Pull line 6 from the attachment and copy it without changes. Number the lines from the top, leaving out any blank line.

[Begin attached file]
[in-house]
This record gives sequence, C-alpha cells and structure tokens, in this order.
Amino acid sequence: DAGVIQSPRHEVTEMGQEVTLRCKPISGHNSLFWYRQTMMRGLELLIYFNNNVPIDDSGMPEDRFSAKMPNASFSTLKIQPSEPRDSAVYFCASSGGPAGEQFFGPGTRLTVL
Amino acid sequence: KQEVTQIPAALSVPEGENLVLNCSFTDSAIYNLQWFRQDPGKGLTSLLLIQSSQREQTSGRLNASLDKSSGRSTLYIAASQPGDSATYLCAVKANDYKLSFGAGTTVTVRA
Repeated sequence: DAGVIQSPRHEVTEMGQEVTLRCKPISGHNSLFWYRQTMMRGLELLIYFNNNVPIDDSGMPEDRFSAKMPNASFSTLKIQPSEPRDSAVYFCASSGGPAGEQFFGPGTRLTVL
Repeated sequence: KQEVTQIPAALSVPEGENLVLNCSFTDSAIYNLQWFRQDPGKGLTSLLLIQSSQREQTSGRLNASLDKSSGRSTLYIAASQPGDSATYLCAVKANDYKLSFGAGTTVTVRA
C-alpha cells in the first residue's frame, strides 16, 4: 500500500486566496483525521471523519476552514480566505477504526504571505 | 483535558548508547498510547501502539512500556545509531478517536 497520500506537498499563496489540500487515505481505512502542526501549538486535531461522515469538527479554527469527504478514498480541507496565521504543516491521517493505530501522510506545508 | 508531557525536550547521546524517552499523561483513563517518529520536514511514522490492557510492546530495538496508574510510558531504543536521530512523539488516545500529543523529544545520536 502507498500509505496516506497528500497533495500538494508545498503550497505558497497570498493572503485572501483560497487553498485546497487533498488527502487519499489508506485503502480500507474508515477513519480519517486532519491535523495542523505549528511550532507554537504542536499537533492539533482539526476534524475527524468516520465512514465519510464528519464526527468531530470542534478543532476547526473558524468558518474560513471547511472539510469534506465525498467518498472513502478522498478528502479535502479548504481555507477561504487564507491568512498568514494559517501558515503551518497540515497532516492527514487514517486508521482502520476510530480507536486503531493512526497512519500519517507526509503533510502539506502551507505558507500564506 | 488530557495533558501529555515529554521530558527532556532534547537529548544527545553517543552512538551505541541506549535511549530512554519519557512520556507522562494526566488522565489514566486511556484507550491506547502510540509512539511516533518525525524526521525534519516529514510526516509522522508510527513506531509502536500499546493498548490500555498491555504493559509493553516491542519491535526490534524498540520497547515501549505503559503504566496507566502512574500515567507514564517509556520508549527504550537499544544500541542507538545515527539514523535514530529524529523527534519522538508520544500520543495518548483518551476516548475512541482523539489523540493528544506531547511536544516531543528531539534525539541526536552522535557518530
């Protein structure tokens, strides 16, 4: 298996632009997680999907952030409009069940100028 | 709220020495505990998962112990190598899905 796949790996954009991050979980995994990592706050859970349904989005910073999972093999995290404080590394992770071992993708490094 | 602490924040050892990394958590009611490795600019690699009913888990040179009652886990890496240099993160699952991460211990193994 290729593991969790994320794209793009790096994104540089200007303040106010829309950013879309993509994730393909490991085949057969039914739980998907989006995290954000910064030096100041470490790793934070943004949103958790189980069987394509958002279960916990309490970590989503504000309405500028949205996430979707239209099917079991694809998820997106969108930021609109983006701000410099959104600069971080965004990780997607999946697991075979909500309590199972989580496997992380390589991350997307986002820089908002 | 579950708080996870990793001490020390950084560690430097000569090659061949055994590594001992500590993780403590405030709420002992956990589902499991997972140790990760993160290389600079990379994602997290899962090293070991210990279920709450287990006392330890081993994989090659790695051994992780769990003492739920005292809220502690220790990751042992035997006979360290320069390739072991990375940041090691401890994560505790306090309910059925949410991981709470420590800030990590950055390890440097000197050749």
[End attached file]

Repeated sequence: KQEVTQIPAALSVPEGENLVLNCSFTDSAIYNLQWFRQDPGKGLTSLLLIQSSQREQTSGRLNASLDKSSGRSTLYIAASQPGDSATYLCAVKANDYKLSFGAGTTVTVRA